The Conference title: `Migration World: Interdisciplinary Approaches to Migration and Integration` organised by London Centre for Interdisciplinary Research at St. Anne`s College, University of Oxford. The date of conference is 22 February 2020. For more details please have a look the link: https://integration.lcir.co.uk/wp-content/uploads/2017/04/Updated-Programme-1.pdf
Cevdet Acu, International Communities Organisation’s Network for Migration and Forced Displacement (UK)
The Impact of Syrian Refugees on Natives’ Labour Market Outcomes in Jordan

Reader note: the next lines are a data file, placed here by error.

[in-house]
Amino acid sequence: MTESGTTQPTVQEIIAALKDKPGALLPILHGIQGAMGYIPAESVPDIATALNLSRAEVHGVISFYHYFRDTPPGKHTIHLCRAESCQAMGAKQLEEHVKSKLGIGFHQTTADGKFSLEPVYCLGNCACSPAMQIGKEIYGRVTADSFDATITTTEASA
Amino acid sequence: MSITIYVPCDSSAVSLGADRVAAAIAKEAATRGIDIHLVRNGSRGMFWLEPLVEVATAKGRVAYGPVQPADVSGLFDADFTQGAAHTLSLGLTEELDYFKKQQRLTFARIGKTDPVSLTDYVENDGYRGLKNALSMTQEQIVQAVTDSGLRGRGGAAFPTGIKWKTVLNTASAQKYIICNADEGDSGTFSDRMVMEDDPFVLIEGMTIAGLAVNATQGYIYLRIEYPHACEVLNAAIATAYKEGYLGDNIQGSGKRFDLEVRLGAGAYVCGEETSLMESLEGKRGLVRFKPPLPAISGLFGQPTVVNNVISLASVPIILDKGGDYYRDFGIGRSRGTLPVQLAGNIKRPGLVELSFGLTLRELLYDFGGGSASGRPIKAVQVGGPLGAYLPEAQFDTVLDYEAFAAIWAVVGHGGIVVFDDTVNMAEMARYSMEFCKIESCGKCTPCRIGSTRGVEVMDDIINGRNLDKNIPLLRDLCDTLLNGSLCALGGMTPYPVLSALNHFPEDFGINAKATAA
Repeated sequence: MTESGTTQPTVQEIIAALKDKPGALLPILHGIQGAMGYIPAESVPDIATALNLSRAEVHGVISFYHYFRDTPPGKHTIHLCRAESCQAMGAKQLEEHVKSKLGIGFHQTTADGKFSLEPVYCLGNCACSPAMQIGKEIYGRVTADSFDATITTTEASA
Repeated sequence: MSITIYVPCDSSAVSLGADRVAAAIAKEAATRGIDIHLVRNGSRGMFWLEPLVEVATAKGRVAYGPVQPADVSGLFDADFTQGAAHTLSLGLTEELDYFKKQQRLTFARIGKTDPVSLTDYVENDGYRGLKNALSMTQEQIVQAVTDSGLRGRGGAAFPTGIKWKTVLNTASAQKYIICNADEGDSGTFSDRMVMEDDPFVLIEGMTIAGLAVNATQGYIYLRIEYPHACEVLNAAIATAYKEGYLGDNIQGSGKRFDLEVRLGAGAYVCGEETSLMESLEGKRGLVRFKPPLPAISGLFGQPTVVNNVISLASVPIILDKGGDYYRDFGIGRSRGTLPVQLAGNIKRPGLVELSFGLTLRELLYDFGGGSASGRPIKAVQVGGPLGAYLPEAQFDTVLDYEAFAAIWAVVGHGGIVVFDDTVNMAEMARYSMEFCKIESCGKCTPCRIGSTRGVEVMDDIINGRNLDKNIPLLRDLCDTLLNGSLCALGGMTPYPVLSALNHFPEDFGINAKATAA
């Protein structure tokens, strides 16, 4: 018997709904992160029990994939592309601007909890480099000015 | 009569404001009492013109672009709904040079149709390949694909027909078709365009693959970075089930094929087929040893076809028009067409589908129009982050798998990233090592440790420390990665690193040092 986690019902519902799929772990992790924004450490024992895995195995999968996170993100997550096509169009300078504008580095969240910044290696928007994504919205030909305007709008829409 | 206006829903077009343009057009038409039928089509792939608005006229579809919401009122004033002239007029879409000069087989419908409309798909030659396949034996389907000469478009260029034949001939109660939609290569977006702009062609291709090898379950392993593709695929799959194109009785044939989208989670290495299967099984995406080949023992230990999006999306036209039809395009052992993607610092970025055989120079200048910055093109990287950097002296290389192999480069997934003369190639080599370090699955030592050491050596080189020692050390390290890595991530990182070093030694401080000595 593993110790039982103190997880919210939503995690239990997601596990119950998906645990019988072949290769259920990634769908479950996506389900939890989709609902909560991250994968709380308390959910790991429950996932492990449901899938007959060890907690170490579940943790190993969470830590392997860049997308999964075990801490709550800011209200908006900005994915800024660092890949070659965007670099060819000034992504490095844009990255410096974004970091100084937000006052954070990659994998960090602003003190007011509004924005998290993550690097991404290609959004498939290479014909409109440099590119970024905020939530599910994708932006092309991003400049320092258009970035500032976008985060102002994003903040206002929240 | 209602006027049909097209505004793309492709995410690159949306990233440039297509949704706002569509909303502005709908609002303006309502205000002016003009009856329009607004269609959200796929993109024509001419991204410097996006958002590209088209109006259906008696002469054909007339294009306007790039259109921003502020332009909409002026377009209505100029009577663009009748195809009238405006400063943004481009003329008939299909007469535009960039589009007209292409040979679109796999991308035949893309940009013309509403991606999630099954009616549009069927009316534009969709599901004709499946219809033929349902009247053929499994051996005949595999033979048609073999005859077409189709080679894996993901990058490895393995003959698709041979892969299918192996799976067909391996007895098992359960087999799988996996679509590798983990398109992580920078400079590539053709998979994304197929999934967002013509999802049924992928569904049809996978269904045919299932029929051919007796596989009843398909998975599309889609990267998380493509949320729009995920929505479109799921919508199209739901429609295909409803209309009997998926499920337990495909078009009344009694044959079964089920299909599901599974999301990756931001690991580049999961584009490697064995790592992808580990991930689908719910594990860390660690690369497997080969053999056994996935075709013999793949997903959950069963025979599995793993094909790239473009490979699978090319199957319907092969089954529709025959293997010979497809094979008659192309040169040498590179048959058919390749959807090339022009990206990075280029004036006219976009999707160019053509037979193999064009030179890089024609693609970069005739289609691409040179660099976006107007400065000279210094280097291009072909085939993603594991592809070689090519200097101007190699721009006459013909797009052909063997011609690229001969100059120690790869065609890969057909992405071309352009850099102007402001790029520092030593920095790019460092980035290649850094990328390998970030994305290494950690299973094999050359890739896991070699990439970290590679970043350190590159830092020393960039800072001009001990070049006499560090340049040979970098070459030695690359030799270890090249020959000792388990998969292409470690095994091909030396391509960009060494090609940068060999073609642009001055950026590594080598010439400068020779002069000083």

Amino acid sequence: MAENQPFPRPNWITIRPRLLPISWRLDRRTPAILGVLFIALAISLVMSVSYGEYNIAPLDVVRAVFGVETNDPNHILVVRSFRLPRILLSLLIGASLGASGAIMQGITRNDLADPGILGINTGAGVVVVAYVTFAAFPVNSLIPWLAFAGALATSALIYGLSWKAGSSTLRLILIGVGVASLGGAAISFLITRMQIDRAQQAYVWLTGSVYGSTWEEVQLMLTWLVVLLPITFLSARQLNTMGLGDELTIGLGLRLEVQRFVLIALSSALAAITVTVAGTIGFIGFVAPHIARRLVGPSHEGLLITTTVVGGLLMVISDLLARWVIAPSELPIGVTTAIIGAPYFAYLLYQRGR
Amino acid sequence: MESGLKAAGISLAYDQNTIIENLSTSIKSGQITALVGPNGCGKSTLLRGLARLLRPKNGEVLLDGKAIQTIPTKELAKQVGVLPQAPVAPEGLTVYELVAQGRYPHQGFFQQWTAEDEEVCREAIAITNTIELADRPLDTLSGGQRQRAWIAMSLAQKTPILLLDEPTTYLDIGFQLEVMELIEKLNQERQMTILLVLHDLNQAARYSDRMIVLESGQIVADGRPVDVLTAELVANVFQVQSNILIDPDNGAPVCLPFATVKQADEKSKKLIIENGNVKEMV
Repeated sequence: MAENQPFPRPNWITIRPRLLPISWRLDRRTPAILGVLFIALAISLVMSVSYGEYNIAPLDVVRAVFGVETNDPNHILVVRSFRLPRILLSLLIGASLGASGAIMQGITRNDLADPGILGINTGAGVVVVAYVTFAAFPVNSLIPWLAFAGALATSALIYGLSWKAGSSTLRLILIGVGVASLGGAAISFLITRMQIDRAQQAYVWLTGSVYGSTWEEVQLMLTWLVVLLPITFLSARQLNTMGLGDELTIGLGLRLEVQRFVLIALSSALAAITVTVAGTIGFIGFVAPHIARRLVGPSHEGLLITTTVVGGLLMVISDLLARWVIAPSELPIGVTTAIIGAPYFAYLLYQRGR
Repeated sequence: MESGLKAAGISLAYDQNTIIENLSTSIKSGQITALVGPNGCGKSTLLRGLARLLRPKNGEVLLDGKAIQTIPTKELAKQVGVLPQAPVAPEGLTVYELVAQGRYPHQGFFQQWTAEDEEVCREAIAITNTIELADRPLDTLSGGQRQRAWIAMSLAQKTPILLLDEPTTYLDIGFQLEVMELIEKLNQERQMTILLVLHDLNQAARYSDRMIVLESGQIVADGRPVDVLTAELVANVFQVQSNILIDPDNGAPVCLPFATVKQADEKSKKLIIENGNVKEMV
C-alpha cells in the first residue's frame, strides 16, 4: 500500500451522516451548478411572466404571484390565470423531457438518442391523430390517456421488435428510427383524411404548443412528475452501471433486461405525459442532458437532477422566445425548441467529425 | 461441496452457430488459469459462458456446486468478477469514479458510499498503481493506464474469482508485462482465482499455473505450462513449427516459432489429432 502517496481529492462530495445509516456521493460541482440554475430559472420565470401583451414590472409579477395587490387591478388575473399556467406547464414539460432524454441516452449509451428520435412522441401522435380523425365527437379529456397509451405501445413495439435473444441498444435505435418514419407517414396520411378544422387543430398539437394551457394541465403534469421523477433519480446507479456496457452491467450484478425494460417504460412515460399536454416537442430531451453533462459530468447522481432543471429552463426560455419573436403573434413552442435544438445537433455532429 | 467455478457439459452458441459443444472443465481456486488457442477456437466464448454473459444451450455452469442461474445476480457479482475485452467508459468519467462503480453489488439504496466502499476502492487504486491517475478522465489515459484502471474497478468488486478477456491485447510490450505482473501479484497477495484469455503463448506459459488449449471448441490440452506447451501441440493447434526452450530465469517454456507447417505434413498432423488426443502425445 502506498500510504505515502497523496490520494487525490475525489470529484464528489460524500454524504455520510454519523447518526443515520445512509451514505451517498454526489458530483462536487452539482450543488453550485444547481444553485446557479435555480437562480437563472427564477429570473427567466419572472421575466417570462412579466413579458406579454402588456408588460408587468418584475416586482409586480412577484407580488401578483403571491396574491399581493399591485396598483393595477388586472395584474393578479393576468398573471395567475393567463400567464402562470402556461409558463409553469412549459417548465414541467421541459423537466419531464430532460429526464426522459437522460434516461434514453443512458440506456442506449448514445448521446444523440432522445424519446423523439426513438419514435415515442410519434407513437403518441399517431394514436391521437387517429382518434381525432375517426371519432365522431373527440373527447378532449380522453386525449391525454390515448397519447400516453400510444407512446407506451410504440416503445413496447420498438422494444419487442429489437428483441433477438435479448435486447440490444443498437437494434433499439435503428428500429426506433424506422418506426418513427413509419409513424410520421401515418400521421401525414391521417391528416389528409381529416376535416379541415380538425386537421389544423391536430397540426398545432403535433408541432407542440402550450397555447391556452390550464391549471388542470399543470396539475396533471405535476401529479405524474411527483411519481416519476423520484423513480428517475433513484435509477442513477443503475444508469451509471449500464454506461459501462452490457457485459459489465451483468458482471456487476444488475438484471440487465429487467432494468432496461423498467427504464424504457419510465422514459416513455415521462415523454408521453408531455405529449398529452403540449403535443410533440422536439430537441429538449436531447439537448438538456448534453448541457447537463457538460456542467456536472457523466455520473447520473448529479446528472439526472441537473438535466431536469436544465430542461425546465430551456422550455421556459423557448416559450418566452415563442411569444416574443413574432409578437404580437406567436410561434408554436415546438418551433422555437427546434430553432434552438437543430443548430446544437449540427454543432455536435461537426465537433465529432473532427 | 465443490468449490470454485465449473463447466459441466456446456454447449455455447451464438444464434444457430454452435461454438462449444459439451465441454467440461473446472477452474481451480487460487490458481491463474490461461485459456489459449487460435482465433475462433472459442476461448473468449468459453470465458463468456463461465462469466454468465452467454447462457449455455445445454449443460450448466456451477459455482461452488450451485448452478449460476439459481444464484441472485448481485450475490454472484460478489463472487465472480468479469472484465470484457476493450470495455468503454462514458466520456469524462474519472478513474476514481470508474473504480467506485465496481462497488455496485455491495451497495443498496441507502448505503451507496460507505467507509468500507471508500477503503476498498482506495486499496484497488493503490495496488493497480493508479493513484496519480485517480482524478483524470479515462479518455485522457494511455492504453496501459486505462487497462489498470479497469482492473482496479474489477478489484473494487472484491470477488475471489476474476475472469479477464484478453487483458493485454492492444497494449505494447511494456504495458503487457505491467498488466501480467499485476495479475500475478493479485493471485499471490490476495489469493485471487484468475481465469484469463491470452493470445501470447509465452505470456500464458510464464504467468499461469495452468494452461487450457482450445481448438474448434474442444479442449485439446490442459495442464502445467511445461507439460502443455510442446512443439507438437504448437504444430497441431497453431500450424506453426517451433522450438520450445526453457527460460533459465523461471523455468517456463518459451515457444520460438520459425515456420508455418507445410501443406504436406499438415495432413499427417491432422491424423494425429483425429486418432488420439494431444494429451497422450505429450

Massive refugee movements are subject to an ongoing debate related to their impact on key economic variables in host countries including economic growth, employment, consumer prices, public finance, education, crime, and health. This study empirically investigates the impact of the Syrian refugees on the labour market outcomes in Jordan. Given the disruptive nature of population displacements, assessing the impact of the influx of refugees into a certain country is imperative to understanding the negative or positive changes. This paper follows a different strategy from the previous attempts to better explain the causal relationship between the Syrian refugee influx and the labour market outcomes in Jordan. The Jordanian case is particularly interesting for several reasons. Refugees, firstly, were clustered around the cities with refugee camps constructed and controlled by the government. The influx started in January 2012 and a very large number of (622,865) refugees had crossed the border by the end of 2014. Until 2014, these refugees were waiting on the Jordan-Syria border for an early resolution of the conflict and hoping to go back home, but it later became clear that early resolution was not a possibility. Previous studies were not concerned with this issue, so the main goal of this paper is to use this forced immigration as a natural/quasi experiment to analyses the effect of Syrian immigrants on the labour market outcomes of natives. Hence, this research will focus on the Syrian refugees’ impact on the labour market outcomes in Jordan by implementing difference-in-difference estimate.